While I would never actively choose cellulose insulation if I could afford one of the above, sometimes needs must be met with the budget you have. Not only is cellulose easy to install yourself, but it performs pretty well. It won’t do as well in extremely cold environments as polystyrene or spray foam, but it will work great for moisture and frost resistance.

It also has boric acid mixed in to deter insects, meaning that your porch will likely be free of any infestations – so that’s a nice bonus. If you can get ahold of the equipment to wet-spray it in, you’ll also get better performance and it will be a bit easier to install – though it’ll cost you.

What Will DIY Insulation Require?

Okay, first things first – I highly recommend hiring a professional to lay your insulation. This goes doubly if you’ve never installed it before. Not only is insulation not really a fun thing to put in, but it’s gruelling and can often require specialised equipment to install properly. And worse, you may not realise you need specialised equipment. I’ve seen several friends just try to do it themselves, and they ended up needing to hire someone to fix their mistake. That doubled their costs nearly overnight and was, at the very least, quite embarrassing.

But if you’re dead-set on installing this insulation yourself, here’s what you’ll need:

  • Eye protection (it should form a seal around your eyes)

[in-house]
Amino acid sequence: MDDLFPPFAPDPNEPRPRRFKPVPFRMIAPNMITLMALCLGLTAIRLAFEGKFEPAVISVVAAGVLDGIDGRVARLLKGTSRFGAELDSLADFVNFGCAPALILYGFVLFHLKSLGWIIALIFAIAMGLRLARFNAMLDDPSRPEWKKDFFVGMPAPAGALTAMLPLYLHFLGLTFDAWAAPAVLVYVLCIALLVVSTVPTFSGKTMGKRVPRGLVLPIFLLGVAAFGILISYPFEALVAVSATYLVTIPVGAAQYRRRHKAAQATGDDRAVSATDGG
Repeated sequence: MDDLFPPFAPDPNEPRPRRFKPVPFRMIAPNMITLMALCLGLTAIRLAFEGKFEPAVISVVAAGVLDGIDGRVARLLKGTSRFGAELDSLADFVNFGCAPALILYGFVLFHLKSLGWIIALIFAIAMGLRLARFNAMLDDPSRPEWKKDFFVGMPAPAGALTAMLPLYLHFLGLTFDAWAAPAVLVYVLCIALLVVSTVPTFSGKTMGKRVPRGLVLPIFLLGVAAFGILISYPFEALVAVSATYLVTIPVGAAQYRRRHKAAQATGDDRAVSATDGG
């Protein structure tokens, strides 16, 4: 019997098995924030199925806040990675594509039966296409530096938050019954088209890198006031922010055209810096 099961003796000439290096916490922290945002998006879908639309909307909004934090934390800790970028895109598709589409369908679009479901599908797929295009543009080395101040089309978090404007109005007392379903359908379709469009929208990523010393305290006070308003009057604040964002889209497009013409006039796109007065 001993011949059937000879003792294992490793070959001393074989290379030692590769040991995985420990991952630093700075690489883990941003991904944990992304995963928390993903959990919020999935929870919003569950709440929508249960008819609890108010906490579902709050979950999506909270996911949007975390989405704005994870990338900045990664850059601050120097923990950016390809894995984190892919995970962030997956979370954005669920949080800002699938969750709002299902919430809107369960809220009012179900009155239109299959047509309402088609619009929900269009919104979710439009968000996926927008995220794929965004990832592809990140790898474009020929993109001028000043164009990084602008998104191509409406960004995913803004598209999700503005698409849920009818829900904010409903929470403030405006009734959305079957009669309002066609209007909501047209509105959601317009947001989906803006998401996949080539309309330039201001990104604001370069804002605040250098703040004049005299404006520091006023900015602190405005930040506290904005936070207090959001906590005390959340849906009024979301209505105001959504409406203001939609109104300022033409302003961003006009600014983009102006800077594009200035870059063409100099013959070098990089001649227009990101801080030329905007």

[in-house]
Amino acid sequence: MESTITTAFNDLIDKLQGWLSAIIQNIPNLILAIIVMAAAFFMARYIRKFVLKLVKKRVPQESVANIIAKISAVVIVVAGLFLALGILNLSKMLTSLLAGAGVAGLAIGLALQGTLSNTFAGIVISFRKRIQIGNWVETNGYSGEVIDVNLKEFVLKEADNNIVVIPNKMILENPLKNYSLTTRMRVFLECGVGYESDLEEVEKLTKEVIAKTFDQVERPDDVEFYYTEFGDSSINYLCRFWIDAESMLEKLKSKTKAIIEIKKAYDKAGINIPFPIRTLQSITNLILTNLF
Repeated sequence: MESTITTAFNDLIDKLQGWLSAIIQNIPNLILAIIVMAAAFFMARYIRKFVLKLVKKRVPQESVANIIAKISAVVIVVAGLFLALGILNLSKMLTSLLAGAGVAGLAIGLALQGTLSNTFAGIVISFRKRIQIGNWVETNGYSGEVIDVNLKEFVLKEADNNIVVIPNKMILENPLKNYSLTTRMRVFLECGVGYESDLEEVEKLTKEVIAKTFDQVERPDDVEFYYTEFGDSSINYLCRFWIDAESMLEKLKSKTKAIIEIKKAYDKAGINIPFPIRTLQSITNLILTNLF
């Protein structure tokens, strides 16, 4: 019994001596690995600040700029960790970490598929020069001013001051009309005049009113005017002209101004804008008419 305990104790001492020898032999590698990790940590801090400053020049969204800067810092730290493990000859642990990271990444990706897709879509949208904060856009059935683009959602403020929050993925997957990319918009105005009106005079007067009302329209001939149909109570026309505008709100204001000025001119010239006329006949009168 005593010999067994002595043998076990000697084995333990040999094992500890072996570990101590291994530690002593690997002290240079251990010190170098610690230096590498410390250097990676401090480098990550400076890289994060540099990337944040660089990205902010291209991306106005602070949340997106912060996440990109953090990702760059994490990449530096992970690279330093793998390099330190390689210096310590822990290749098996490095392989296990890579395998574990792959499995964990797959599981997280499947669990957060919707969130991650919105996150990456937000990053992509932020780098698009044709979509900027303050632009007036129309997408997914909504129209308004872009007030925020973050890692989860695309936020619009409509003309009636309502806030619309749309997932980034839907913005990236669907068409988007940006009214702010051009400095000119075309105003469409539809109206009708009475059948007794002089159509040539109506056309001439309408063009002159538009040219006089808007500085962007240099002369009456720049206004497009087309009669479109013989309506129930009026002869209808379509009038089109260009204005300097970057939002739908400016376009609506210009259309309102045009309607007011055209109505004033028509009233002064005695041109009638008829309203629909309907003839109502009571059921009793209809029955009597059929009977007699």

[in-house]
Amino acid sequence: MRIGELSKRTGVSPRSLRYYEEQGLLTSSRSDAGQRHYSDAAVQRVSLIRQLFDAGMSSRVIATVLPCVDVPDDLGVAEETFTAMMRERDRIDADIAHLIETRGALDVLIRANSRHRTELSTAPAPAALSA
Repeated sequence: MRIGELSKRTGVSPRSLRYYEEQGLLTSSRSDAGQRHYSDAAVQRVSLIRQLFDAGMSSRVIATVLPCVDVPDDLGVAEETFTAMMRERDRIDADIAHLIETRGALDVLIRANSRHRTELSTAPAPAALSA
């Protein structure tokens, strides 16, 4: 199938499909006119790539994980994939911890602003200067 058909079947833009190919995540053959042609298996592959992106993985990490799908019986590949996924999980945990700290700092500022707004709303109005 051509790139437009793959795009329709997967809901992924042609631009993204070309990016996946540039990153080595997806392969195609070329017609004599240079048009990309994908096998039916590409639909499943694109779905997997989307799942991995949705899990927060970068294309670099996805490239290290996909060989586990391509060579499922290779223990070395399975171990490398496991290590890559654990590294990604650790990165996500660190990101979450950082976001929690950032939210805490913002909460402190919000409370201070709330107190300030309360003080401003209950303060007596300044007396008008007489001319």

• A lot of insulation (especially fibreglass, which we didn’t talk about here) kicks up particles during insulation. These can be bad for your eyes and can potentially be carcinogenic if inhaled. Do not skip any of the safety equipment here, and don’t skimp on it, either.
  • Respirator – we’re not talking a disposable cloth mask like you used during the pandemic. No, you need a respirator, with an actual filter. (Example pictured above)
  • Good work gloves
  • A hat or cap (to keep stray insulation out of your hair)

Tips & Tricks for Porch Insulation

While the actual process will vary depending on the type of insulation you opt for, there are a few good basics to keep in mind.

  • Apply a vapor barrier before laying any insulation. This will add an extra layer of protection against moisture.
  • If you’re using insulation that comes in boards or sheets, opting for spray foam insulation alongside it will massively improve your insulation’s performance. You’ll be able to fill in gaps that the boards miss, and you porch will be even comfier come winter.
    • Any gap in insulation will provide a place for moisture, drafts, and outside weather to make its way in.
  • If laying polyiso rigid foam boards, place the silver side towards your ceiling and it will perform much better.

Final Thoughts

Okay – if you’re thinking about insulating your porch, there’s a lot to know. The most important thing to take into account is your environment. Where you live will greatly affect what the best choice in insulation is. A more temperate climate can get away with using lower R-value insulation (that’s consequently cheaper) than an extremely humid or cold one could. In addition, who installs your insulation will likely make a big difference.

If you do it yourself, it’s going to get done for much cheaper. However, there’s a chance that you could install it improperly or just miss spots, meaning you’ll eventually have to redo the job. Whether that means you have to take another weekend to reinstall insulation or hire a pro to do it, that’s wasted time and money. For that reason, I highly recommend that you hire a professional to install your insulation.

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About the Author Harry Thompson

Involved in home renovations throughout his life, Harry is an expert in everything to do with home and garden DIY. In his spare time, he enjoys cooking and tending to his garden.